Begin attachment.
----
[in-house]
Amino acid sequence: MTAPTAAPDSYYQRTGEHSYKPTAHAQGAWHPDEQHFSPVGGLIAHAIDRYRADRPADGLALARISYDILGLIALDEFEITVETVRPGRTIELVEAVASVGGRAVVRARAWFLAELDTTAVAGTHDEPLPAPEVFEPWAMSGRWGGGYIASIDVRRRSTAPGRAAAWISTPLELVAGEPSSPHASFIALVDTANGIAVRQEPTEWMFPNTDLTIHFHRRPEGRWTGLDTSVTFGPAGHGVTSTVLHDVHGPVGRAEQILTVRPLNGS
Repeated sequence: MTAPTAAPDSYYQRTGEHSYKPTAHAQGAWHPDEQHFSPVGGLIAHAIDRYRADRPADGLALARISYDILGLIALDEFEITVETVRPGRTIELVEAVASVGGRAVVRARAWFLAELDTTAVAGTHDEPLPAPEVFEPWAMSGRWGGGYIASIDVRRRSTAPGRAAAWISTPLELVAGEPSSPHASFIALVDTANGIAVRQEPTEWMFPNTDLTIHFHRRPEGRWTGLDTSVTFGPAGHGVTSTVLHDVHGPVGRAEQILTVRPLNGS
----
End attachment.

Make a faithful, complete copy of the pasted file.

[in-house]
Amino acid sequence: MTAPTAAPDSYYQRTGEHSYKPTAHAQGAWHPDEQHFSPVGGLIAHAIDRYRADRPADGLALARISYDILGLIALDEFEITVETVRPGRTIELVEAVASVGGRAVVRARAWFLAELDTTAVAGTHDEPLPAPEVFEPWAMSGRWGGGYIASIDVRRRSTAPGRAAAWISTPLELVAGEPSSPHASFIALVDTANGIAVRQEPTEWMFPNTDLTIHFHRRPEGRWTGLDTSVTFGPAGHGVTSTVLHDVHGPVGRAEQILTVRPLNGS
Repeated sequence: MTAPTAAPDSYYQRTGEHSYKPTAHAQGAWHPDEQHFSPVGGLIAHAIDRYRADRPADGLALARISYDILGLIALDEFEITVETVRPGRTIELVEAVASVGGRAVVRARAWFLAELDTTAVAGTHDEPLPAPEVFEPWAMSGRWGGGYIASIDVRRRSTAPGRAAAWISTPLELVAGEPSSPHASFIALVDTANGIAVRQEPTEWMFPNTDLTIHFHRRPEGRWTGLDTSVTFGPAGHGVTSTVLHDVHGPVGRAEQILTVRPLNGS